And thus, the MinuteClinics, guaranteed to be as popular as they are impersonal. So back to my first question: They are merely a symptom, not a cause.


Anonymous said...

News flash. The retail clinics are not the only ones using midlevels providing "Your sick, Were quick" medicine. Your local ER might be doing the same thing.

Where I work a patient is Triaged upon arrival by a PA, Obvious critical patients are routed to the main ER and seen by a MD. Minor appearing complaints never see a MD and are treated and streeted, sometimes after a 30 second exam by the PA. The longest wait is getting registered. This model provides quick care to the patients who least need it in the ED. With the emphasis on patient satisfaction and scores administration gets a bigger bang for the buck by providing rapid treatment to this group of patients since they are the largest group and the really sick paitents usually do not fill out their surveys

I support the clinic approach to keep this miniute medicine out of the ER's.

ERMurse said...

I find it amusing that some vested interests in the medical profession are trying to squash this type of care. Very self serving. For the working uninsured the retail clinic concept makes basic healthcare affordable.

JP said...

An interesting take that the process of a patient being cared for in a "doc-in-a-box" is simply an economic adventure; it shows the self-serving focus and fears that some providers are voicing, loss of revenue.
Easing allergies symptoms, testing for and if appropriate, treating strep or influenza, evaluating sinus infection, providing vaccines, evaluating an ear infection, these are a great service to a community, and the fact that we are earning money in the process is not wrong. It is a process that is highly coordinated with the primary care provider and patients are aware to follow up there.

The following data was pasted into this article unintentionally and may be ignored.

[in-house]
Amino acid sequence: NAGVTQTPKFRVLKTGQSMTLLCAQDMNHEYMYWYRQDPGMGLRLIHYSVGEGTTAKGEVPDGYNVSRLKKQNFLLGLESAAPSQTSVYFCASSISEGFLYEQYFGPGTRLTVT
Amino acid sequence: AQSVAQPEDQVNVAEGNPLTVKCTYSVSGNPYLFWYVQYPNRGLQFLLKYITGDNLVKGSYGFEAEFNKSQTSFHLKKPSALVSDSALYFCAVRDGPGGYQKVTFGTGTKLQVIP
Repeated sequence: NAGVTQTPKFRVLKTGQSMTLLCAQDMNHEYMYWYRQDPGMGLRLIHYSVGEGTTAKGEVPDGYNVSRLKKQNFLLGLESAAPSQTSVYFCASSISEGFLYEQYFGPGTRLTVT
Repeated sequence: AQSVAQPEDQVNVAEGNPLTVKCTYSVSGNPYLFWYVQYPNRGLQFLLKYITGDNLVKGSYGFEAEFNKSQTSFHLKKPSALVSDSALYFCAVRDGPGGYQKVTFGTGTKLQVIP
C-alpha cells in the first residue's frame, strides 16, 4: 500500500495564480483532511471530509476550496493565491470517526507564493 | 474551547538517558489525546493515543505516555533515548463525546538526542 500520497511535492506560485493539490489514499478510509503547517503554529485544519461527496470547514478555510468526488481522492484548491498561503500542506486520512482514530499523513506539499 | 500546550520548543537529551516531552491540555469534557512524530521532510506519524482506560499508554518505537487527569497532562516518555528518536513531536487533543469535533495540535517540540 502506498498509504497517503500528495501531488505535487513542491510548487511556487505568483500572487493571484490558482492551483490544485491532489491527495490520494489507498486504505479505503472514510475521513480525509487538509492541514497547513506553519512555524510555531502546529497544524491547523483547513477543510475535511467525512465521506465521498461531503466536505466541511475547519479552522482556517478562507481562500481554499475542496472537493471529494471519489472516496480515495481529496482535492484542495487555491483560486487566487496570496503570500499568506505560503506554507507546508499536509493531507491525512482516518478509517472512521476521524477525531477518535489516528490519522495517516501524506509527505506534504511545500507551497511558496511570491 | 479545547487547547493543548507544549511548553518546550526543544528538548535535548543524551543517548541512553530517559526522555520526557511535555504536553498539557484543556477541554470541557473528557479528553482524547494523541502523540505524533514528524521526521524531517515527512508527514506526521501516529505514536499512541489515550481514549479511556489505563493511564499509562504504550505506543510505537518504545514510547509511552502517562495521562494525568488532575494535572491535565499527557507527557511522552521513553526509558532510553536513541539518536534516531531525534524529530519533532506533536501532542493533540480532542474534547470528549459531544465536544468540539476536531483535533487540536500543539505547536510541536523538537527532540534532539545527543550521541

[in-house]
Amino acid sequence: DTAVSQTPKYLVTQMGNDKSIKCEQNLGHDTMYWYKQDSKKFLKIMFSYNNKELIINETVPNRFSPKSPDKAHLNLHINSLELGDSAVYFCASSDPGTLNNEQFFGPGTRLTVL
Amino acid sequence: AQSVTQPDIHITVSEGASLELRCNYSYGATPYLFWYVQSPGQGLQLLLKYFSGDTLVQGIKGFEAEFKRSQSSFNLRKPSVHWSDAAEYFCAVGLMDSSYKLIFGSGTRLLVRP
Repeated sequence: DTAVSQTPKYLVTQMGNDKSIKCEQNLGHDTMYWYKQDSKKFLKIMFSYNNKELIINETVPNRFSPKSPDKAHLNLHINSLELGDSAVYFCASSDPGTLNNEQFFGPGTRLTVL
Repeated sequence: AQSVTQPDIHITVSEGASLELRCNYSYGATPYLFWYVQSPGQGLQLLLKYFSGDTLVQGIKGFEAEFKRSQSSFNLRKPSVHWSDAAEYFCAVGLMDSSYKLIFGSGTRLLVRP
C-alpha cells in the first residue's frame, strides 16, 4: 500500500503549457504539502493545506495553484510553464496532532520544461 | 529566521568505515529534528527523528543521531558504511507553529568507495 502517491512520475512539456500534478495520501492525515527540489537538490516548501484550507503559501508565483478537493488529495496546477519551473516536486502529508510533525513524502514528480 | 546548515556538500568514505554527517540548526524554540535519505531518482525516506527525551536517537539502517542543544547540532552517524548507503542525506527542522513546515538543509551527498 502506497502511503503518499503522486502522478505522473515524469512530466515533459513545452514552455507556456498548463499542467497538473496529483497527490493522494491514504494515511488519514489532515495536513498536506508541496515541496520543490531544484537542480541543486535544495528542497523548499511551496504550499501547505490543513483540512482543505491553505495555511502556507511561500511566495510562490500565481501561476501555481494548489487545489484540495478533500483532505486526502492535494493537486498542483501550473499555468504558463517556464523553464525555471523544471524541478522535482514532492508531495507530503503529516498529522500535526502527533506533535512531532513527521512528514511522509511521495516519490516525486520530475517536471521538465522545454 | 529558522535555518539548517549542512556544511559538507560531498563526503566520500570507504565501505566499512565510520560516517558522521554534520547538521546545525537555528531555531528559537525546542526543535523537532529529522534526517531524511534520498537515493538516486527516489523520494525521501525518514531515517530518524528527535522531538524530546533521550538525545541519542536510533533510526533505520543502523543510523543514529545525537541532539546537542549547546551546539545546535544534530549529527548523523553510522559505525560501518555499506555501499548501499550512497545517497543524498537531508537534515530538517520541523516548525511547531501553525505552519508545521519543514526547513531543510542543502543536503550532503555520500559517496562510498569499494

FNP, New Jersey

Anonymous said...

I am on medications that reduce clotting. I got a minor stab wound in the leg (accident with a swiss army knife) and needed more bandaging than I had at home. For a lack of such clinics I got to go to the ER at a hospital and wait 4 hours not being treated before giving up and going home again. The bleeding stopped by the next morning.

Yes some minor injuries or illnesses are symptomatic of bigger but harder to diagnose problems. Most aren't. When the *only* available mid-level care is a hospital's ER room everybody loses. The ER standards, equipment, and level of training are expensive overkill for minor complaints, and the lines to access them are an an expensive loss of productive time for those forced to use them. There needs to be a mid level mid priced alternative.

Roy M. Poses MD said...

I certainly agree that we need to make care for relatively minor acute problems more accessible. It used to be that such care was often available in physicians' offices and hospital clinics. But primary care is now sinking under the weight of ever increasing bureaucratic requirements driving up overhead costs, and reimbursement that fails to keep up with inflation. I would argue that the best way to make primary care accessible is to stop this strangulation. To do so, maybe we need to rethink how much we spend on management and bureaucracy and on procedures and high-technology. See our posts on wooden-headed reimbursement here:
and on the increasing gap between primary care and cognitive vs procedural reimbursement here:

Note that quick in-store clinics are only designed to treat a few specific problems, and only their simplest versions occuring in patients who are otherwise healthy. I don't think they most would treat a fresh, even minor stab wound. So as a substitute for primary care they can go only a little way.

And treating some simple upper respiratory infections (mostly those that would improve without medical care) and a few other simple problems, but avoiding all other problems, and patients with chronic diseases is not likely to provide much of a community benefit.

Finally, I am happy working with nurse practitioners and physicians' assistants. I think they do great work in settings like Emergency Departments, clinics, and office practices, where they have adequate back up. But I worry about what they can do when they are set up in isolated quick in-store clinics with no backup other than computer screens full of protocols.

Anonymous said...

The discussion against quick medical treatments by mid-level providers in a coporate setting is not valid.

I have recently been interviewing for nurse practitioner positions at a variety of "Family Practice" Groups. I am finding that the expectation of those practices are no different than the Minute clinics and Solantic groups. The expectation is that I would see a patient for no more than 5 to 10 minutes, take a history, make a diagnosis, order treatment, and discharge nearly in the same breath.